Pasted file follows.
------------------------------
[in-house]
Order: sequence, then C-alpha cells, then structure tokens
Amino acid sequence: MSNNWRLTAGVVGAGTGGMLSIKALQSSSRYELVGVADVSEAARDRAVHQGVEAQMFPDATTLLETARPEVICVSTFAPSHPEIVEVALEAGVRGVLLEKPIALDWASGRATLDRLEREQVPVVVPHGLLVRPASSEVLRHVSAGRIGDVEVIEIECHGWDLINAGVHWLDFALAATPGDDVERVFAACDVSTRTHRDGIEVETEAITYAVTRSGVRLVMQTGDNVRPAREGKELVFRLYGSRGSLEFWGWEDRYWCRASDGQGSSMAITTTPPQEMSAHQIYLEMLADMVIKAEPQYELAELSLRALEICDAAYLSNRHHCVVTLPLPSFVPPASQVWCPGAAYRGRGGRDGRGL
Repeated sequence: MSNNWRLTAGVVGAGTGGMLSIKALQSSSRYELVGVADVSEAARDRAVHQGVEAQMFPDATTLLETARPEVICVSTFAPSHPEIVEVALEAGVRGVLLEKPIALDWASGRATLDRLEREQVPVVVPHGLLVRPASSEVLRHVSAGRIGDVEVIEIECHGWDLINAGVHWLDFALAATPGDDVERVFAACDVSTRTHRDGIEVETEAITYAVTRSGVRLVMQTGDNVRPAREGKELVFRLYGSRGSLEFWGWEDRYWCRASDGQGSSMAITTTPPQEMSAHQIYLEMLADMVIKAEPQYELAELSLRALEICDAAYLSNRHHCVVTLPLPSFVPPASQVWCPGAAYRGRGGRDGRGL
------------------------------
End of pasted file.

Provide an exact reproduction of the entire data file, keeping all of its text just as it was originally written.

[in-house]
Order: sequence, then C-alpha cells, then structure tokens
Amino acid sequence: MSNNWRLTAGVVGAGTGGMLSIKALQSSSRYELVGVADVSEAARDRAVHQGVEAQMFPDATTLLETARPEVICVSTFAPSHPEIVEVALEAGVRGVLLEKPIALDWASGRATLDRLEREQVPVVVPHGLLVRPASSEVLRHVSAGRIGDVEVIEIECHGWDLINAGVHWLDFALAATPGDDVERVFAACDVSTRTHRDGIEVETEAITYAVTRSGVRLVMQTGDNVRPAREGKELVFRLYGSRGSLEFWGWEDRYWCRASDGQGSSMAITTTPPQEMSAHQIYLEMLADMVIKAEPQYELAELSLRALEICDAAYLSNRHHCVVTLPLPSFVPPASQVWCPGAAYRGRGGRDGRGL
Repeated sequence: MSNNWRLTAGVVGAGTGGMLSIKALQSSSRYELVGVADVSEAARDRAVHQGVEAQMFPDATTLLETARPEVICVSTFAPSHPEIVEVALEAGVRGVLLEKPIALDWASGRATLDRLEREQVPVVVPHGLLVRPASSEVLRHVSAGRIGDVEVIEIECHGWDLINAGVHWLDFALAATPGDDVERVFAACDVSTRTHRDGIEVETEAITYAVTRSGVRLVMQTGDNVRPAREGKELVFRLYGSRGSLEFWGWEDRYWCRASDGQGSSMAITTTPPQEMSAHQIYLEMLADMVIKAEPQYELAELSLRALEICDAAYLSNRHHCVVTLPLPSFVPPASQVWCPGAAYRGRGGRDGRGL